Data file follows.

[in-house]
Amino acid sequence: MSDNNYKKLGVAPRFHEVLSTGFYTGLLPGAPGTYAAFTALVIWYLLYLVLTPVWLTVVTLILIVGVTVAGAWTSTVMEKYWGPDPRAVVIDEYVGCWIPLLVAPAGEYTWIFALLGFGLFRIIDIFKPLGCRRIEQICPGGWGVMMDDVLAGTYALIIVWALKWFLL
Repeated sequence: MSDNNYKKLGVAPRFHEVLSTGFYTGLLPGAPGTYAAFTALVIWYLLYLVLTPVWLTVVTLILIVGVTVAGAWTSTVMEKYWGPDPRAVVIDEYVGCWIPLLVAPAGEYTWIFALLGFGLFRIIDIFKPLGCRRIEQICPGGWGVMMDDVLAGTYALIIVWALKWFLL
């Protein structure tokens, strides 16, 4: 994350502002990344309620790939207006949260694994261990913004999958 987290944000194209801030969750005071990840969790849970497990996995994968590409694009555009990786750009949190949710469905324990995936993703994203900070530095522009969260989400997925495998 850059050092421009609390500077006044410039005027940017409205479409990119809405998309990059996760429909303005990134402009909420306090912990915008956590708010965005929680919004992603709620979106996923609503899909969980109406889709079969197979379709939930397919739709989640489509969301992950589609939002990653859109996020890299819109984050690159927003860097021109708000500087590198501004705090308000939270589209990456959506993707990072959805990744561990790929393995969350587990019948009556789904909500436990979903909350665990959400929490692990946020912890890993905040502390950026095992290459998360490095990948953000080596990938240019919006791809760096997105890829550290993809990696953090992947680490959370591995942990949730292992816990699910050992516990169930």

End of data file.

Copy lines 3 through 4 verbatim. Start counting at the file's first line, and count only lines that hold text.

Repeated sequence: MSDNNYKKLGVAPRFHEVLSTGFYTGLLPGAPGTYAAFTALVIWYLLYLVLTPVWLTVVTLILIVGVTVAGAWTSTVMEKYWGPDPRAVVIDEYVGCWIPLLVAPAGEYTWIFALLGFGLFRIIDIFKPLGCRRIEQICPGGWGVMMDDVLAGTYALIIVWALKWFLL
């Protein structure tokens, strides 16, 4: 994350502002990344309620790939207006949260694994261990913004999958 987290944000194209801030969750005071990840969790849970497990996995994968590409694009555009990786750009949190949710469905324990995936993703994203900070530095522009969260989400997925495998 850059050092421009609390500077006044410039005027940017409205479409990119809405998309990059996760429909303005990134402009909420306090912990915008956590708010965005929680919004992603709620979106996923609503899909969980109406889709079969197979379709939930397919739709989640489509969301992950589609939002990653859109996020890299819109984050690159927003860097021109708000500087590198501004705090308000939270589209990456959506993707990072959805990744561990790929393995969350587990019948009556789904909500436990979903909350665990959400929490692990946020912890890993905040502390950026095992290459998360490095990948953000080596990938240019919006791809760096997105890829550290993809990696953090992947680490959370591995942990949730292992816990699910050992516990169930």